Door thirteen

Oh I do love this poster.

Post early vintage GPO Christmas poster LEwitt Him 1948

It’s by Lewitt Him and was issued in 1948.

Now I always associate it in my head with this design of theirs (to the extent that I am continually surprised to find out that we don’t just have the same poster in two different sizes).

Lewitt Him post letters before noon vintage WW2 poster

But this is a wartime one, from 1941, and has nothing at all to do with Christmas.  It’s not just the twin outsized letters, I think it’s also the matching red dots of sealing wax that confuse me too.  It’s a bit unfair really, because they’re not really recycling the design that much.  I’m just easily confused, especially this time of year.  They are both still brilliant, though.

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the twelfth

Santa is in a bit of a pickle today.  In our first poster (by Mawtus, 1963) he’s got stuck in his own bag of gifts.

Vintage GPO post early poster Mawtus 1963

While in this one – by an unknown artist in 1965 – he’s getting very confused between calendars and houses.

Vintage GPO post early poster 1965

The mishaps don’t reassure me that the Post Office are going to do much better with my parcels and letters, if I’m honest.  But don’t worry, Santa’s back on his usual form tomorrow so all shall be well.

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December 11th

We’re still travelling early, we’re still shopping early.  And, above all, we’re definitely posting early.

Harry Stevens Post early vintage GPO poster 1960

This is by Harry Stevens from 1960.  Very good it is too, but I would just like to raise one point of order.  The pipe.  This isn’t a P.C. objection to the glamourisation of smoking, but a serious technical question.  How on earth would a snowman smoke a pipe without melting?  Answers on a postcard please.

A more serious question is why Harry Stevens isn’t more highly thought of these days.  He did a lot of stuff for both the GPO and London Transport, and he appears as often as Games or Eckersley in the annuals of the time.  But he’s not much collected now.  I’ll have answers to that conundrum too,while I’m at it.  If anyone has an idea.

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Door 10

As promised, a chicken.  It’s not often you come across a Christmas Chicken, but that’s definitely what we’ve got here.

Pieter Huveneers, Christmas Chicken post early from 1956 vintage GPO poster

Every time I look at it, my brain says Easter, but the words very definitely say Christmas.   Most peculiar.

Anyway, it’s another design by Pieter Huveneers, it’s from 1956 and it’s inexplicable.  Unless you know different.

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Prize Giving

Quad Royal has won a prize.

Blog award image

Awarded by Murgatroyd of the wonderful Serge and Tweed.  And what I now have to do, apparently, is pass the honour on to some more blogs I like.  Which, as soon as I have upgraded the logo to this:

Daphne Padden vintage Valentine telegram poster for GPO
Daphne Padden of course

I shall do.

So, in no particular order and mainly chosen because they’re not people I’d normally mention on here, the winners are…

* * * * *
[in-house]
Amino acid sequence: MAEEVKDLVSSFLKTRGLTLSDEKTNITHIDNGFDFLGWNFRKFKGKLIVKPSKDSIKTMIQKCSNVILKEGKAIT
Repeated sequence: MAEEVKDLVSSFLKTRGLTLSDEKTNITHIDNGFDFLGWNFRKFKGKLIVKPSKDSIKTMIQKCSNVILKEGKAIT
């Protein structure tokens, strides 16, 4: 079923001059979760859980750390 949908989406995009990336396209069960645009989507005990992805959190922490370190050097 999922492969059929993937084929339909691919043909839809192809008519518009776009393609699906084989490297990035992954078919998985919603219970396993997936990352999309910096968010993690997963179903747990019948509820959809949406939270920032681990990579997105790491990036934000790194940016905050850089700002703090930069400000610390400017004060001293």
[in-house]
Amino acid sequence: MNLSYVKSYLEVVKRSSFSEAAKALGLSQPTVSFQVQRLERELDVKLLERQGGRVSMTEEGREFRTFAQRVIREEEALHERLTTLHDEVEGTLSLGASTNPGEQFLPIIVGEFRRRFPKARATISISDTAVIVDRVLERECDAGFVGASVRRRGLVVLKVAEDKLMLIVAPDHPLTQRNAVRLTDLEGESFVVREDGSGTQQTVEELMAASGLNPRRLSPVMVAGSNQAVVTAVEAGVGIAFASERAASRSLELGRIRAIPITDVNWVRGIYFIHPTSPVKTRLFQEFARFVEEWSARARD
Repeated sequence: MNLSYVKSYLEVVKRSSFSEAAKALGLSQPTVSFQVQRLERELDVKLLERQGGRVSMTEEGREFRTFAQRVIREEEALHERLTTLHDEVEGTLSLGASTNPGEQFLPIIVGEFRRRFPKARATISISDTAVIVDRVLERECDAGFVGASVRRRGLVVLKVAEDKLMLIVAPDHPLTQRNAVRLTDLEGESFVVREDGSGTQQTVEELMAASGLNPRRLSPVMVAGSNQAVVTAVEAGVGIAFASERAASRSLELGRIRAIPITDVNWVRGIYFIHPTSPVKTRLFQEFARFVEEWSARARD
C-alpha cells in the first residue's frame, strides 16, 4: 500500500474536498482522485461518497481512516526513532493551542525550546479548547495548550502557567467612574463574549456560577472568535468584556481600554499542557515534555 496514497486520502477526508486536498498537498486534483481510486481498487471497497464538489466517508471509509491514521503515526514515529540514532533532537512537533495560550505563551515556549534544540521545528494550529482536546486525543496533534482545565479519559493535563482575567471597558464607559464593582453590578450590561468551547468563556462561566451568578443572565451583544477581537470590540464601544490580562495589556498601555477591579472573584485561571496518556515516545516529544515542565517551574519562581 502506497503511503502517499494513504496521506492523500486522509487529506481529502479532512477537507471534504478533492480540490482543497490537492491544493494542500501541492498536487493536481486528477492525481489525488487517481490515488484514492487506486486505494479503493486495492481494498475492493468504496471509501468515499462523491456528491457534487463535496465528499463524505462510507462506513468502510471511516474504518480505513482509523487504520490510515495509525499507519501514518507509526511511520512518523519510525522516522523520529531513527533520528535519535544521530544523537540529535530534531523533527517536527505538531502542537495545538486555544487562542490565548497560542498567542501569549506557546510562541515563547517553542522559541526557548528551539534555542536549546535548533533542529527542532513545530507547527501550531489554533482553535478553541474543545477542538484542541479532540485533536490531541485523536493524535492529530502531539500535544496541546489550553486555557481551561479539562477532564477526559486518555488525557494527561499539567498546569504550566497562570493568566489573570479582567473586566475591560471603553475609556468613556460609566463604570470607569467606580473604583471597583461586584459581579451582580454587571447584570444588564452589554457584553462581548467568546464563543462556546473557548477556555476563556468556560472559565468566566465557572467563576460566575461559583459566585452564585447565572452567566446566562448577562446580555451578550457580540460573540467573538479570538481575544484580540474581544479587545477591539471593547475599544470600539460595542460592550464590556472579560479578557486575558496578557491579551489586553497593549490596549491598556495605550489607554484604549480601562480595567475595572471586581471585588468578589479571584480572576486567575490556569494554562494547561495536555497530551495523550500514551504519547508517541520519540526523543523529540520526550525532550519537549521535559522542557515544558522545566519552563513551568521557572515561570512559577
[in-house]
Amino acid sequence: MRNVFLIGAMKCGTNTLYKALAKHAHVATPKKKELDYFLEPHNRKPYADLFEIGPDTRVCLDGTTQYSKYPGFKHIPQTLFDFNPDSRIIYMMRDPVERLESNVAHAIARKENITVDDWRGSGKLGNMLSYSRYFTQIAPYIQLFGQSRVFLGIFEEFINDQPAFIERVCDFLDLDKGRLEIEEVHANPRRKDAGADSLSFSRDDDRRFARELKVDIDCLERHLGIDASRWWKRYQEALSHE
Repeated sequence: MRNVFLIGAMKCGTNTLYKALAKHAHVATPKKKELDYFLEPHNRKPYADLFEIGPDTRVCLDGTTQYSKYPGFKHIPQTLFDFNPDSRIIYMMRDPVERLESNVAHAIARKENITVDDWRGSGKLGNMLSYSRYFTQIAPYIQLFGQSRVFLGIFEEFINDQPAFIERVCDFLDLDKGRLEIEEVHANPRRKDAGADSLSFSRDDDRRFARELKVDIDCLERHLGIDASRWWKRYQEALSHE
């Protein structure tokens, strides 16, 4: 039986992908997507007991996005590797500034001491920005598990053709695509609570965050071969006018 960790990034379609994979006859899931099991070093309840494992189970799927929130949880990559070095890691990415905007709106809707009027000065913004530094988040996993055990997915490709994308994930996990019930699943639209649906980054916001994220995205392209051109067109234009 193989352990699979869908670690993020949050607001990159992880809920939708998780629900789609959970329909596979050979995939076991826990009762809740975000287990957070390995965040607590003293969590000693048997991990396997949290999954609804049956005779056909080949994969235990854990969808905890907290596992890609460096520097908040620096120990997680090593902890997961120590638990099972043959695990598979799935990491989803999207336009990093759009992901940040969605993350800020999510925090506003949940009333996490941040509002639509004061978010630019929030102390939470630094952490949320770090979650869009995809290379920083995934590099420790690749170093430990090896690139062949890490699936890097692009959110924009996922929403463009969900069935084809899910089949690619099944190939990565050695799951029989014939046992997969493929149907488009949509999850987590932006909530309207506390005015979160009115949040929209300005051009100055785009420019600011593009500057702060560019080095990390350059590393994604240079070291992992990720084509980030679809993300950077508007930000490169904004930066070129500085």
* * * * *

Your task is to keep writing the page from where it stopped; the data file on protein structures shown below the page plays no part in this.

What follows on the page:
Murgatroyd Hoots.  This is Murgatroyd’s other blog with some wonderful stitchery; please feel free to order absolutely anything from her Folksy shop for me for Christmas.

Lovely hare brooch by Murgatroyd and Bean

Purple Podded Peas. A visual diary by illustrator Celia Hart.  I love her cats and chickens, and she’s also made me go and buy the CameraBag app for my phone.  Plus she’s running a very decorative advent calendar too.

Printed Christmas decorations by Celia Hart

Letters from Schwarzville. Every child needs Vivienne Schwarz’s cat books, and her blog is a great treasure trove of photos, knitting, work in progress, and, of course, cats.  Besides, she put my daughter’s cat drawing up there too, so she is clearly The Greatest Blogger In History.

Moonpie from there are cats in this book

AceJet 170. Who I first started following because he posted up old Penrose Annuals, but now keep coming back to because he makes me laugh.

from acejet 170

Kickcan and Conkers. A fabulous miscellany of vintage and finds which also makes me smile.

KKC BLOG IMAGE

Martin Klasch.  A never ending parade of vintage visuals.  We have a lot in common.

1952 Donald Brun ad

Shelf Appeal. Mentioned in dispatched before, always fascinating.

DRU blotter from Shelf Appeal

The Country Seat. Also been featured here before, for its erudition, interest and readability.  Plus the utter joy of looking at very big houses that I could never afford in a virtual estate agent’s window.

Tin Trunk. Because everyone needs a good wallow in the back pages of the eighties NME sometimes.

The British Postal Museum and Archive.  Another Advent Calendar, friendly people, a fabulous poster collection.

With apologies to all the people I’ve missed out, but it’s taken me a while just to do this many.

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9th December

The GPO kept Hans Unger busy in the 1960s, and here are a couple more of his designs for them.  I particularly like this psychedelic Christmas Tree from 1967.

Hans Unger fearsome Christmas Tree poster GPO 1967

Although I also slightly fear the determined gleam in its eye.  Where is it going? And is it after me for not posting my cards yet?

This rather gentler image is from 1962.

Hans Unger Vintage GPO poster 1962 post early

Unger did seem to like fluorescent inks on his posters – there’s another one coming up later in the calendar too.  He used them for London Transport as well in 1956, and I’m sure for others as well.

Vintage Hans Unger London Transport poster 1956 Tower of London

Tomorrow, a chicken.  Very Christmassy, I’m sure.

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